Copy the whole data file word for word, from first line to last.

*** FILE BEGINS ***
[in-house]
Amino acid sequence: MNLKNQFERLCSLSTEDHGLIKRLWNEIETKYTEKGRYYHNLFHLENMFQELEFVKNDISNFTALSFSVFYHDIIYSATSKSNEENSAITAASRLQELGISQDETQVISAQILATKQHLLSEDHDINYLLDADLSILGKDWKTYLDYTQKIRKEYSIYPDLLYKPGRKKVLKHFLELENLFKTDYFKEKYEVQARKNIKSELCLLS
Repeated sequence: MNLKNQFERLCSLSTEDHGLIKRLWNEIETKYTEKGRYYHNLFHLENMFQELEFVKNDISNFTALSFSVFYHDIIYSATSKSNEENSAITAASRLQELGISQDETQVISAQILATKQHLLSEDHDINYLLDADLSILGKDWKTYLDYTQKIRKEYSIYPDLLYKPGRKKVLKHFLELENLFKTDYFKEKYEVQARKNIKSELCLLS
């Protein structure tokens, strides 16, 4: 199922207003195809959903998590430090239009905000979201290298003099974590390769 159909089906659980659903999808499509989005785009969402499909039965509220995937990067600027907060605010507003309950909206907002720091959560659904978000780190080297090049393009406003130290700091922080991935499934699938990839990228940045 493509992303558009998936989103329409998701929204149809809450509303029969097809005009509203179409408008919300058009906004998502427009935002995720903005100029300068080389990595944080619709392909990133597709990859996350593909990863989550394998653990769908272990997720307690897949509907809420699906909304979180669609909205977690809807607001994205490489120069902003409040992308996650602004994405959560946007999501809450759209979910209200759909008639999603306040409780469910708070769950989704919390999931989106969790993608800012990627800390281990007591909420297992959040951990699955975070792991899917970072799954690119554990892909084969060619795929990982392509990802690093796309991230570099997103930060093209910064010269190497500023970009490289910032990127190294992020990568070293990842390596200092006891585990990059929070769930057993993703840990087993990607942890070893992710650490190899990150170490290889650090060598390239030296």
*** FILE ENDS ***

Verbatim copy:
[in-house]
Amino acid sequence: MNLKNQFERLCSLSTEDHGLIKRLWNEIETKYTEKGRYYHNLFHLENMFQELEFVKNDISNFTALSFSVFYHDIIYSATSKSNEENSAITAASRLQELGISQDETQVISAQILATKQHLLSEDHDINYLLDADLSILGKDWKTYLDYTQKIRKEYSIYPDLLYKPGRKKVLKHFLELENLFKTDYFKEKYEVQARKNIKSELCLLS
Repeated sequence: MNLKNQFERLCSLSTEDHGLIKRLWNEIETKYTEKGRYYHNLFHLENMFQELEFVKNDISNFTALSFSVFYHDIIYSATSKSNEENSAITAASRLQELGISQDETQVISAQILATKQHLLSEDHDINYLLDADLSILGKDWKTYLDYTQKIRKEYSIYPDLLYKPGRKKVLKHFLELENLFKTDYFKEKYEVQARKNIKSELCLLS
């Protein structure tokens, strides 16, 4: 199922207003195809959903998590430090239009905000979201290298003099974590390769 159909089906659980659903999808499509989005785009969402499909039965509220995937990067600027907060605010507003309950909206907002720091959560659904978000780190080297090049393009406003130290700091922080991935499934699938990839990228940045 493509992303558009998936989103329409998701929204149809809450509303029969097809005009509203179409408008919300058009906004998502427009935002995720903005100029300068080389990595944080619709392909990133597709990859996350593909990863989550394998653990769908272990997720307690897949509907809420699906909304979180669609909205977690809807607001994205490489120069902003409040992308996650602004994405959560946007999501809450759209979910209200759909008639999603306040409780469910708070769950989704919390999931989106969790993608800012990627800390281990007591909420297992959040951990699955975070792991899917970072799954690119554990892909084969060619795929990982392509990802690093796309991230570099997103930060093209910064010269190497500023970009490289910032990127190294992020990568070293990842390596200092006891585990990059929070769930057993993703840990087993990607942890070893992710650490190899990150170490290889650090060598390239030296």